on both laptop and iMac I opened ‘System Preferences’ and then ‘Bluetooth’, this showed the ‘Devices’ visible and after a short while both computers showed each other as connectable which is what I did.

next to the laptop, run CoolTerm, select ‘Options’ (Serial Port) ‘Port:’ ‘Bluetooth -Incoming-Port’, ‘Baudrate:’ 115200, click ‘OK’, the port is now connected and open.

now go to the other computer, paste the text from step 16 into ‘Terminal’ to run the app and, hey presto, the message “Text Message to Transmit” will appear in the CoolTerm window on the laptop.

the java app will now show ‘Reading message from serial port’ in the terminal window and it will be waiting forever for the reply.

on the laptop in CoolTerm go to the menu bar CONNECTION>SEND STRING and a small window opens up, type something in the ‘Send String’ window and click ‘Send’, that text SHOULD now appear in the other computers ‘Terminal’ window looking something like this:-

(11 bytes read): “hellooooooo”
Reading complete!

Closing MarksMacBookPro-Bluetoo (Dial-In): true [sic]
doj@Marks-iMac ~ %

the app closes down and releases the terminal back to the keyboard and the Bluetooth connection to the other computer is closed.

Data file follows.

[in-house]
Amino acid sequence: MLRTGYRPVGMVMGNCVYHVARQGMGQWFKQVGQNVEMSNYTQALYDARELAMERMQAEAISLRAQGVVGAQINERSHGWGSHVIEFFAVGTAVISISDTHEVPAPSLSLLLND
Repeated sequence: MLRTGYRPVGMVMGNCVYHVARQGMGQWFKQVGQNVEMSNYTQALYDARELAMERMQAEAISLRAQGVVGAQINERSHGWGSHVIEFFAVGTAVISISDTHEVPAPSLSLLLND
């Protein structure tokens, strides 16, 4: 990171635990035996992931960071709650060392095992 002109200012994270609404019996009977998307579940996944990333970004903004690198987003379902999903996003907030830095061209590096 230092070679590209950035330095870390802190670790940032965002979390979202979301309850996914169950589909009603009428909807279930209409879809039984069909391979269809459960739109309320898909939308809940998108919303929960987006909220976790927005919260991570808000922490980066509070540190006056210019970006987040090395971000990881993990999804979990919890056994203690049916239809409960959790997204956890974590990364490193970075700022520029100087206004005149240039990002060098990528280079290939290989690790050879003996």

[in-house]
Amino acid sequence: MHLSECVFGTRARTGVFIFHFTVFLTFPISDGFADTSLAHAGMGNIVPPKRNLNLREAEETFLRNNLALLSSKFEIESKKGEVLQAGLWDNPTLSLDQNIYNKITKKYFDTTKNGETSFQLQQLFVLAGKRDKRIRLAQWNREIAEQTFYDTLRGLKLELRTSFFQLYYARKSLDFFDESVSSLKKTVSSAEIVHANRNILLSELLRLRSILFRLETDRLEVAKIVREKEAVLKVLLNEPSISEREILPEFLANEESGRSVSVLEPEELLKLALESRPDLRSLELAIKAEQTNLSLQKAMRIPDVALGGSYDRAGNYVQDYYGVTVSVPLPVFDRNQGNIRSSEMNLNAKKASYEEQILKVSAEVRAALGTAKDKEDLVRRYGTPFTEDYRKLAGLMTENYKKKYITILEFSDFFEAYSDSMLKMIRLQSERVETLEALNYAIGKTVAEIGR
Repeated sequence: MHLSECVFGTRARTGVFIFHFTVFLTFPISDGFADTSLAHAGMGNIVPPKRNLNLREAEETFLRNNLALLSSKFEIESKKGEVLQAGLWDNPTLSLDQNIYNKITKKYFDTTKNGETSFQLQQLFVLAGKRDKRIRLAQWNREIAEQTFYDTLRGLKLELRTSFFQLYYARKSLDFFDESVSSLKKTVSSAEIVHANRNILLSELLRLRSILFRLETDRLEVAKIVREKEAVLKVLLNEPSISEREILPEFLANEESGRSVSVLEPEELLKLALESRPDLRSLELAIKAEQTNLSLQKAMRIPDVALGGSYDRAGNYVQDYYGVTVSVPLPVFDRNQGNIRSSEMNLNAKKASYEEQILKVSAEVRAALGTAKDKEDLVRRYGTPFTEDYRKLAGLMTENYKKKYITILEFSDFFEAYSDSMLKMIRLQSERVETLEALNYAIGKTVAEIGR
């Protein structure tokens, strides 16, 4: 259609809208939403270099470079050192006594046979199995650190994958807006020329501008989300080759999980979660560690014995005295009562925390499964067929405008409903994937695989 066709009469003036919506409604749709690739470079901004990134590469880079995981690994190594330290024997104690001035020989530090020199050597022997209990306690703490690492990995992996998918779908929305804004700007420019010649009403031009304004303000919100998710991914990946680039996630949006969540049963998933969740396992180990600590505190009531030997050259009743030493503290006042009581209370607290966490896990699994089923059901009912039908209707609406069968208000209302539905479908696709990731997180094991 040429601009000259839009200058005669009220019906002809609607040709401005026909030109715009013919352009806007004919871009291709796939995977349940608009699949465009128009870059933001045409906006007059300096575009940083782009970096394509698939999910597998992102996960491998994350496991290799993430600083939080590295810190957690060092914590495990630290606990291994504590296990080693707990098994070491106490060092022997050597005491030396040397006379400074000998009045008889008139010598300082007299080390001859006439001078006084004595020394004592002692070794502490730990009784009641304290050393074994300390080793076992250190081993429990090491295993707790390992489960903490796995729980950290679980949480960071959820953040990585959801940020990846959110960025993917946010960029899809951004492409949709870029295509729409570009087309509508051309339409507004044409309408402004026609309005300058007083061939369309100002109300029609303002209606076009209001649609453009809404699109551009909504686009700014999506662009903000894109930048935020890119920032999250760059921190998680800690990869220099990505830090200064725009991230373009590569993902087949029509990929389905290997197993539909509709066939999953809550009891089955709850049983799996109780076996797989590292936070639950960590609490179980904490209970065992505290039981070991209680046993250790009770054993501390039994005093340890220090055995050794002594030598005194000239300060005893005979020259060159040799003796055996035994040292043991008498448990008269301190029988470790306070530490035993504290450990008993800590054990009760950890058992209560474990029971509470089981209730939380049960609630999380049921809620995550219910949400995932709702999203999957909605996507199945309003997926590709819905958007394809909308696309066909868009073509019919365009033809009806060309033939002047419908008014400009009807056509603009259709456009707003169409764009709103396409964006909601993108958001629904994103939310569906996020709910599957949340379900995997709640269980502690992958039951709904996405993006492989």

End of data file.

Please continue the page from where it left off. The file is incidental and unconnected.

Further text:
That is it, a complete test proving the system is working properly.

obviously the Bluetooth is not essential, it was used here for convenience as it was available.
the same functionality can also be had with 2 USB to serial converters and a serial crossover cable (or a home made cable with pins 2 and 3 of the 9 pin D crossed over and pin 5 (ground) joined up.

that can then be used on 2 separate machines or even on the same machine with CoolTerm used as above, 115200 appears to be the default baudrate for this app.

I would want to say: you can use also Azul Zulu Build of OpenJDK while it costs no license fee later. While Java SE from Oracle is free for development there is a license fee for production. With Azul OpenJDK 16 you can run also this project without problems. JDK builds for Production don’t have to be the same as for Development. Means: you can use Oracle for Development and OPENJDK for production and Vice versa. While I really like the Support of Azul I use always Azul Openjdk.

Ok Thorsten, good information.

I actually have this version on my machine, a link I was unable to find when I was writing the article above:-

when uncompressed it is in a folder ‘OpenJDK_16.0.2’, is this the same as the one you are referring to?

Openjdk is okay which Brand ever! Super. Good Job.